Does that feel icky? Or does that feel inspiring?

Nehemiah gave up influence and power for the cause. Nehemiah invested his own money in the project rather than enriching himself.

I had lunch with a church member last week, and we were reflecting on some of the difficult times helping one of the very challenging people in our city. And our basic summary was, “Sometimes doing the Lord’s work can be very annoying!” Ever experienced that?

But if we do it anyway, because it’s the Lord’s work, God notices. If we only serve when we feel good afterwards, that’s like praying, “Dear God, I’ll do whatever you want me to do…as long as it’s fun and easy and rewarding.” Or maybe, “God, please give me the chance to prove that winning the lottery won’t spoil my heart.”

When you are thinking about serving somewhere, is it about you and your convenience and what you get out of it? Or is it about the cause and the work of the Lord? Think about that for real. Jesus tells his followers that if they do really amazing spiritual things, but then they tell everyone about it to gain admiration – they’ve already received their reward. But if they’re willing to serve without being noticed, God notices.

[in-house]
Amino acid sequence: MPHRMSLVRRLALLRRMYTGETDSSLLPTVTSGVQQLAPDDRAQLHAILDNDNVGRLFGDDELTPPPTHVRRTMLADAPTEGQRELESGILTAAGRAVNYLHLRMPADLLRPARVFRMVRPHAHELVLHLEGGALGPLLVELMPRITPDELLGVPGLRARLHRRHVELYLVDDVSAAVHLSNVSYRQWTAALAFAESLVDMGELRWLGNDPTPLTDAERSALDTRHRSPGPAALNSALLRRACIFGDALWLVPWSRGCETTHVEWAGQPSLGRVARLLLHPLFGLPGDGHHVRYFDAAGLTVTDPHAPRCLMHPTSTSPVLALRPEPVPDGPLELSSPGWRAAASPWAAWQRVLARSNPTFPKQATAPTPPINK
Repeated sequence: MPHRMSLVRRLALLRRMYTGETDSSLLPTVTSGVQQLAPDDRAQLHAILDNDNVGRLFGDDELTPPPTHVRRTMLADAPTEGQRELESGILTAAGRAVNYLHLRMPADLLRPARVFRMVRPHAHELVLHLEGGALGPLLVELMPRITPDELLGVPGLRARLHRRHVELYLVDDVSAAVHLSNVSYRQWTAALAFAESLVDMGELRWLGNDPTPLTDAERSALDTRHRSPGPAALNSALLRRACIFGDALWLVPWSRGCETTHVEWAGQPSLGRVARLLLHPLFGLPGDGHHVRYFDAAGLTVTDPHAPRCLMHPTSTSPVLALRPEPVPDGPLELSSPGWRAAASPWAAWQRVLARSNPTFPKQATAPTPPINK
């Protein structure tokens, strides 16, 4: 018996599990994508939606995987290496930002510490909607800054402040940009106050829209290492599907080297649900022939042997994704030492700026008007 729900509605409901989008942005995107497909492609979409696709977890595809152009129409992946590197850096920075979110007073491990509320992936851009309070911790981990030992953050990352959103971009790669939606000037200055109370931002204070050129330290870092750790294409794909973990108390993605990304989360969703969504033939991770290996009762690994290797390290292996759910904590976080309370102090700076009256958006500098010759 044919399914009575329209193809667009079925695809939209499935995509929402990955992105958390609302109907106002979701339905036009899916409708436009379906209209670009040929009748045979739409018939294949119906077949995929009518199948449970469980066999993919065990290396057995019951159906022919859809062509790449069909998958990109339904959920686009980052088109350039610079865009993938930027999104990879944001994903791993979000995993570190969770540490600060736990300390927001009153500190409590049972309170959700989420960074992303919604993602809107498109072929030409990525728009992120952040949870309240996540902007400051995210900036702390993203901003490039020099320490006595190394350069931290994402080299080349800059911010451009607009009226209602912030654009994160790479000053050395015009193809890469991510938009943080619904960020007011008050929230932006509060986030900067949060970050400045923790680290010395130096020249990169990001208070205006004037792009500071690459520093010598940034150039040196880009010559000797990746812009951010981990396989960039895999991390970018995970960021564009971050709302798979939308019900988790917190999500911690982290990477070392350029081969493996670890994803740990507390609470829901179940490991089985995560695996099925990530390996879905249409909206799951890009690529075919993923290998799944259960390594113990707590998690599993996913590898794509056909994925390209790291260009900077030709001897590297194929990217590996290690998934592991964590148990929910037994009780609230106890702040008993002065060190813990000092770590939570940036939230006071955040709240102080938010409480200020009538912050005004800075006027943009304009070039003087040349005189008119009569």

Is it about the cause? Or is it about me?

We had our first movie night this past Friday – the decorations are still up in Ficklin Hall for the Stewardship Potluck, and even if you aren’t staying for the potluck go take a look. It looks fabulous.

But the movie we watched was the Incredibles 2, and there’s this funny exchange between the superhero dad and the superhero mom. In the movie, superheroes have been made illegal, and either the mom or the dad have to go get a normal job instead of being superheroes. And the dad says, “We need to change that law so that I…I mean our kids have the choice to use their super powers!” He was trying to make it about their kids, but slipped and admitted he wanted to be able to use his own super powers. It was about him.

So when you do something nice for a friend or coworker or neighbor – is it about them or about you wanting to be thanked or recognized? If you serve at the Community Dinner or somewhere else in the church – is it about the cause or about getting recognized? When you donate to an organization or to this church – is it about getting what you want, a vote for every dollar donated, or is it about investing in the cause?